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RE: Can Resource be the top of our ontology ?

From: Kal Ahmed <kal@ontopia.net>
Date: Tue, 10 Apr 2001 09:55:41 +0100
To: "Danny Ayers" <danny@panlanka.net>, "Seth Russell" <seth@robustai.net>, "RDF-IG" <www-rdf-interest@w3.org>
Message-ID: <JDEJJDFIMGCBLAHHLKCIGEGPCIAA.kal@ontopia.net>
Danny Ayers wrote:
> But surely by talking of XTM, you are identifying it? When you make the
> assertions about it, you want the assertions to 'stick' to XTM,
> so in effect
> you are associating the assertions with an identifier. If you want to
> examine those assertions about XTM you need to have some space you can
> address as 'XTM' to retrieve the assertions...surely?
>
It is true that I am identifying XTM by talking about it - if nothing else,
I am identifying it by name. Hopefully I am identifying it unambiguosly so
that any reader would understand what this XTM 'thing' really is. In fact,
XTM allows me to provide a number of addressable resources which describe
the XTM concept for just that purpose.

However, what I am not doing is defining a location for XTM. The concept of
XTM is not addressable. Just like the concept of a major brand such as Nike
is not addressable. There may be lots of things which describe this concept
(the XTM Spec, the Nike website) but these resources are not the concept,
merely some description or representation of it.

Of course, the <topic> element I create in my topic map for the concept
'XTM' is a resource. But it is only a proxy for the XTM concept. The element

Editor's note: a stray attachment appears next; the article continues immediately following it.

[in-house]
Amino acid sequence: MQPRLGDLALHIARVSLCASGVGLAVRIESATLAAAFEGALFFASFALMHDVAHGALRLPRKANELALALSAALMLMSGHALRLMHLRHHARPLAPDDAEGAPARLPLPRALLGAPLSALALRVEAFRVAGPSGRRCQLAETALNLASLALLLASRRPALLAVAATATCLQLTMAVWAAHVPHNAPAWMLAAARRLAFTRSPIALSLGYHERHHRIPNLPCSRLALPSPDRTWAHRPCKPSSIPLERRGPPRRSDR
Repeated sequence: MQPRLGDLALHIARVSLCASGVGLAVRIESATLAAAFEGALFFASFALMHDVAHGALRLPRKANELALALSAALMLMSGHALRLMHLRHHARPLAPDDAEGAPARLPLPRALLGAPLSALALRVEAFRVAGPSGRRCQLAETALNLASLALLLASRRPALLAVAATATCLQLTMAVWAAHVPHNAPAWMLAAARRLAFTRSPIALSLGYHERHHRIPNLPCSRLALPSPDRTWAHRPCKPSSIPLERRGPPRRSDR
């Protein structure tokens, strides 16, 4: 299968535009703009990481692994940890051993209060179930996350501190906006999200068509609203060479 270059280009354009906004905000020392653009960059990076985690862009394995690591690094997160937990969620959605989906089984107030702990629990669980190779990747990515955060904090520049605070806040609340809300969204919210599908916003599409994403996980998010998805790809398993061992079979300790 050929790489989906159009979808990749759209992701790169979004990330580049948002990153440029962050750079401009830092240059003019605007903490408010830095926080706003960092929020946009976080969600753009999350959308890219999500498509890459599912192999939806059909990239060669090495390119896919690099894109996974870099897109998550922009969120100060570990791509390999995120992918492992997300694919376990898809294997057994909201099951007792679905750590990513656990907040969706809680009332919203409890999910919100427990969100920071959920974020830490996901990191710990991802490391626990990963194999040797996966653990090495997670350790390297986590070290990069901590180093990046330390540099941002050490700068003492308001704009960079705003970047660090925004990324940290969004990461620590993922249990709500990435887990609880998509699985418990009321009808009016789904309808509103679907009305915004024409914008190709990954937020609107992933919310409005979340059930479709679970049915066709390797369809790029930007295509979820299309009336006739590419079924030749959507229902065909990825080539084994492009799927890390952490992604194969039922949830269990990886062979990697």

can be addressed, but it can only describe the concept, it cannot *be* XTM.

Being able to clearly distinguish between when a resource *is* the subject
under discussion and when a resource *describes* the subject under
discussion is crucial not only for human understanding but also for
automated processing and having a distinction between the two (both
conceptually and syntactically) is a nice feature of XTM.

Cheers,

Kal

> ---
> Danny Ayers
> http://www.isacat.net
>
> <- -----Original Message-----
> <- From: www-rdf-interest-request@w3.org
> <- [mailto:www-rdf-interest-request@w3.org]On Behalf Of Kal Ahmed
> <- Sent: 10 April 2001 02:04
> <- To: Danny Ayers; Seth Russell; RDF-IG
> <- Subject: RE: Can Resource be the top of our ontology ?
> <-
> <-
> <- Danny Ayers wrote:
> <- > <- Absolutely! Things with no identity are not nothing, they
> are simply
> <- > <- unidentifiable within the bounds of a computer system. With the
> <- > <- development
> <- > <- of new identification schemes, things may move from
> <- > <- Non-Addressable Subject
> <- > <- to Resource over time.
> <- >
> <- > I'm curious - what is the purpose of non-addressable subjects in
> <- > a computer
> <- > system?
> <- > i.e. what can you actually do with things you can't identify?
> <- > (apart from sling 'em on the pile in the corner  ;-)
> <- >
> <- > examples would be nice
> <- >
> <-
> <- Consider the XTM / XTM Specification. XTM is a non-addressable
> <- subject, the
> <- XTM Specification is an addressable resource. Using these two topics, I
> <- could create an association (say, "specified by") between XTM
> and the XTM
> <- Spec. I could then use XTM as the central topic for a bunch of other
> <- associations (e.g. of types "tutorial on", "application uses")
> <- etc. In other
> <- words, I am making a set of assertions about XTM, without requiring the
> <- subject to be addressable.
> <-
> <- Cheers,
> <-
> <- Kal
> <-
>
>
>
Received on Tuesday, 10 April 2001 04:56:29 GMT

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